• Home Home

Homeowner warned after making alarming discovery on fig tree: 'The devils … kill them'

"They infest and spread."

"They infest and spread."

Photo Credit: Getty Images

When it comes to spotted lanternflies, there's no mincing words.

Kill them.

A gardener took to Reddit to ask about an unknown pest and came away with vital advice.

"What are these bugs on my fig tree and how do I deal with them?" the poster wrote alongside a photo of at least nine spotted lanternfly nymphs in the r/gardening subreddit.

One commenter called the invasive species "the devils."

"Kill them," they wrote. "Its situation where pesticide fog is totally justified. They're [invasive] and destructive and they infest and spread. Look up your state's guidance for them and learn what their little egg nests look like for spring of next year."

"They infest and spread."
Photo Credit: u/751935736 / Reddit

Another detailed a method of destruction: "Use a shop vac to suck them up. The nymphs are quick and jump away fast when t[r]ying to squish them. The power suction works because as they jump they get sucked in."

Indeed, the spotted lanternfly has become more than a nuisance since it was first, well, spotted in the United States in 2014.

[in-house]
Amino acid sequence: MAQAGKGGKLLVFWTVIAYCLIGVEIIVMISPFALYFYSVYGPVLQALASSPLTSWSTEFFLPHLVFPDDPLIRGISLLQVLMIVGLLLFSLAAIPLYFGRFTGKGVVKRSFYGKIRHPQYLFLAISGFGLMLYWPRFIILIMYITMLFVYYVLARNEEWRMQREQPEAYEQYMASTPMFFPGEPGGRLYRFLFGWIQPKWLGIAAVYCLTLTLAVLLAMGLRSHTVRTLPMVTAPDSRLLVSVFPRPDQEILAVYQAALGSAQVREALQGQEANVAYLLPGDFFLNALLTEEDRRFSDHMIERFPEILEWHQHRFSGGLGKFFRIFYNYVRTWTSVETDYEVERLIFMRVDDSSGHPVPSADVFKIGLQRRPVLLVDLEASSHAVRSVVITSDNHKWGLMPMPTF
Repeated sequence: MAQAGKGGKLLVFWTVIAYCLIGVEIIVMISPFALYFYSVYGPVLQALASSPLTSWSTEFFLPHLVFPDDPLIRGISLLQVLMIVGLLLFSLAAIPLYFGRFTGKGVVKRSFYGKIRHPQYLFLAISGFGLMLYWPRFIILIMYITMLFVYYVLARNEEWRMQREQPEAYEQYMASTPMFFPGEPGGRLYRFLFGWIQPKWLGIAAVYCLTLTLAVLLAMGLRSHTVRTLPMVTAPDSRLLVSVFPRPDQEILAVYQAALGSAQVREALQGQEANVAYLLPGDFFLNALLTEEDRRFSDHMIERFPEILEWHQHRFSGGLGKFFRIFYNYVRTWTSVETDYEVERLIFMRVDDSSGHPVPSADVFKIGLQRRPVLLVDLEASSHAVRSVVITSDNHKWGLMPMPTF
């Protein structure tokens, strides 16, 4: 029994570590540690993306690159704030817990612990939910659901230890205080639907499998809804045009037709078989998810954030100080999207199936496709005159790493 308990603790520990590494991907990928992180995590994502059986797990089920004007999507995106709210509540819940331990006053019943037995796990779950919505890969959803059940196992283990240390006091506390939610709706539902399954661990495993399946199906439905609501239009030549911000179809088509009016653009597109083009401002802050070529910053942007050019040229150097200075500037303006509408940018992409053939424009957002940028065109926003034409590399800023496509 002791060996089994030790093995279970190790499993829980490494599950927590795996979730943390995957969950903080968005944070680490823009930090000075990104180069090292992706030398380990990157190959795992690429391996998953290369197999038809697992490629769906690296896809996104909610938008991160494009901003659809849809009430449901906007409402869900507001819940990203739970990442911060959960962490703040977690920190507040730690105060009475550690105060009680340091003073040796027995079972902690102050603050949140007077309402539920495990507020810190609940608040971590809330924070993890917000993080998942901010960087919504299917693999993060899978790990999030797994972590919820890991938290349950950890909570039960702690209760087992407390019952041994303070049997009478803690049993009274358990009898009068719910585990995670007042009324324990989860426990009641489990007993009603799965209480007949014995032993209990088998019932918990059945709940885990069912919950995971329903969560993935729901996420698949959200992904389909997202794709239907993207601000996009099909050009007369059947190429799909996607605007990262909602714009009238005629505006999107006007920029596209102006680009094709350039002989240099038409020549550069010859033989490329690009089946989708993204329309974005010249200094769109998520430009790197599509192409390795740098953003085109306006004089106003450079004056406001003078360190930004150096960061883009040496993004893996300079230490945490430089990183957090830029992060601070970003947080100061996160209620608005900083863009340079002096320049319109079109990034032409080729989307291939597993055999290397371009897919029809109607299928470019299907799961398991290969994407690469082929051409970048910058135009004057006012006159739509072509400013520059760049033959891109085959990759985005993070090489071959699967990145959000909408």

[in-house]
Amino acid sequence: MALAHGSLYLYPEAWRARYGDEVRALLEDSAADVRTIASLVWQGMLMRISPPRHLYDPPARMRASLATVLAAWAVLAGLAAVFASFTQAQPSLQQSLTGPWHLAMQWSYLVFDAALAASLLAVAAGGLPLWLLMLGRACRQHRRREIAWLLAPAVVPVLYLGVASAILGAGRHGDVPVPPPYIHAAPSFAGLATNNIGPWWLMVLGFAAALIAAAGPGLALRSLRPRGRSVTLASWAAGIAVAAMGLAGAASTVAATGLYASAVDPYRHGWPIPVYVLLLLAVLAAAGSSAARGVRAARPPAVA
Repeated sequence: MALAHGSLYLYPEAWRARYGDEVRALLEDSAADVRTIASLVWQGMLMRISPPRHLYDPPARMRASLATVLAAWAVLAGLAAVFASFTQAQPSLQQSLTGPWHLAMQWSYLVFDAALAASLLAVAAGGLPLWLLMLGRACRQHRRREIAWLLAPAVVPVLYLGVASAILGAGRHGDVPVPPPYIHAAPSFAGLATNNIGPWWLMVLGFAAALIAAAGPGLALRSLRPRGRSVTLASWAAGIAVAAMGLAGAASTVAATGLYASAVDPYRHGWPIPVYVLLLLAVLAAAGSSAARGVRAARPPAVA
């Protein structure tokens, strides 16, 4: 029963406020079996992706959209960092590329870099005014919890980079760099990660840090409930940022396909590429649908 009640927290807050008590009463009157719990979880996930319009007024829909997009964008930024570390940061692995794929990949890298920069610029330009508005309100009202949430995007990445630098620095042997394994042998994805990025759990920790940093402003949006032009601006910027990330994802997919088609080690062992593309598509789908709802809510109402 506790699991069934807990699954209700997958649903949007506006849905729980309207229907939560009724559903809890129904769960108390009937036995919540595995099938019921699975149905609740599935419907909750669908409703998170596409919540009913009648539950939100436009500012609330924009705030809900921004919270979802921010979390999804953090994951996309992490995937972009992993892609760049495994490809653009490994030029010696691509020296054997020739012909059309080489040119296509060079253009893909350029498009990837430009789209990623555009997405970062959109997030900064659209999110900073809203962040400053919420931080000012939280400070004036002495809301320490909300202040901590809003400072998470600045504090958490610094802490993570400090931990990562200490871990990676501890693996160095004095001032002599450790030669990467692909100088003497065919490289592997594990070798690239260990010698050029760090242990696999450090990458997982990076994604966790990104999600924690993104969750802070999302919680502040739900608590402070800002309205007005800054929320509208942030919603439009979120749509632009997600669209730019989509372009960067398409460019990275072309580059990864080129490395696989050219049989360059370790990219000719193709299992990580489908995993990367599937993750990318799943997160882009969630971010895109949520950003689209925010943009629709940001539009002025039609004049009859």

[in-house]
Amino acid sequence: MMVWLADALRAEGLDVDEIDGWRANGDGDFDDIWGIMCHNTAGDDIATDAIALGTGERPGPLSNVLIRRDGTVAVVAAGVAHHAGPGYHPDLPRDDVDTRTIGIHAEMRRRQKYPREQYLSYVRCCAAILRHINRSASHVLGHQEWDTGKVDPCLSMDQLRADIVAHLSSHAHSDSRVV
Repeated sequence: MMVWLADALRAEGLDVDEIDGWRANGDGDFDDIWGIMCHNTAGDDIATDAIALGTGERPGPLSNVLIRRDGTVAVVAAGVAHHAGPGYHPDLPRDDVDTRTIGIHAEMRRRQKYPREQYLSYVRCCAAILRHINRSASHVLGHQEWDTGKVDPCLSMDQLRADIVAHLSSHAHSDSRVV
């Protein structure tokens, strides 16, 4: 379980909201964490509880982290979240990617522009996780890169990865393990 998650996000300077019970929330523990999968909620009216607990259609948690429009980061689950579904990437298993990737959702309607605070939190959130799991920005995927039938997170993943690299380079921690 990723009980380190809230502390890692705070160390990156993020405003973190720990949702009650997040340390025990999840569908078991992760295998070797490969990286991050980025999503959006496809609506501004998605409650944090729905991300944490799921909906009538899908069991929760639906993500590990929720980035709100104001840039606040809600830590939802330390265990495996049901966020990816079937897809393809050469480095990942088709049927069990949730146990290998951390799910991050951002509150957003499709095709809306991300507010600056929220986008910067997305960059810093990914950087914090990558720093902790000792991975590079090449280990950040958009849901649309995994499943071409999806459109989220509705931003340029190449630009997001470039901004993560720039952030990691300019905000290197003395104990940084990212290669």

Native to China, it is now found in 14 states in the Northeast, Southeast, mid-Atlantic, and Midwest.

"​​Juvenile spotted lanternflies, known as nymphs, and adults prefer to feed on the invasive tree of heaven (Ailanthus altissima) but also feed on a wide range of crops and plants, including grapes, apples, hops, walnuts and hardwood trees," according to the United States Department of Agriculture.

Gardeners and others can do their part to oust these bugs by inspecting trees and plants for them, checking outdoor items for egg masses, and reporting sightings outside of quarantine areas.

Egg masses, which include 30 to 50 eggs and look like smears of mud, should be scraped into a sealable container such as a plastic bag and doused with hand sanitizer or another deadly agent. Any flat surface or immobile object is a spot where eggs can be laid.

If you vacuum up nymphs or adult critters, make sure you also kill them. (This Redditor's insects were in the late nymph stage.)

The spotted lanternfly is just one of a handful of costly invasive species in the U.S., which loses $21 billion annually to the creatures.

The Pennsylvania Department of Agriculture says the grape, apple, hop, and hardwood industries are at particular risk, with up to hundreds of millions of dollars in damages and hundreds of thousands of lost jobs in the Keystone State alone.

So, take the advice of these users, or do what another Redditor did earlier this year: destroy with prejudice.

Just get rid of them.

Join our free newsletter for easy tips to save more, waste less, and help yourself while helping the planet.

Cool Divider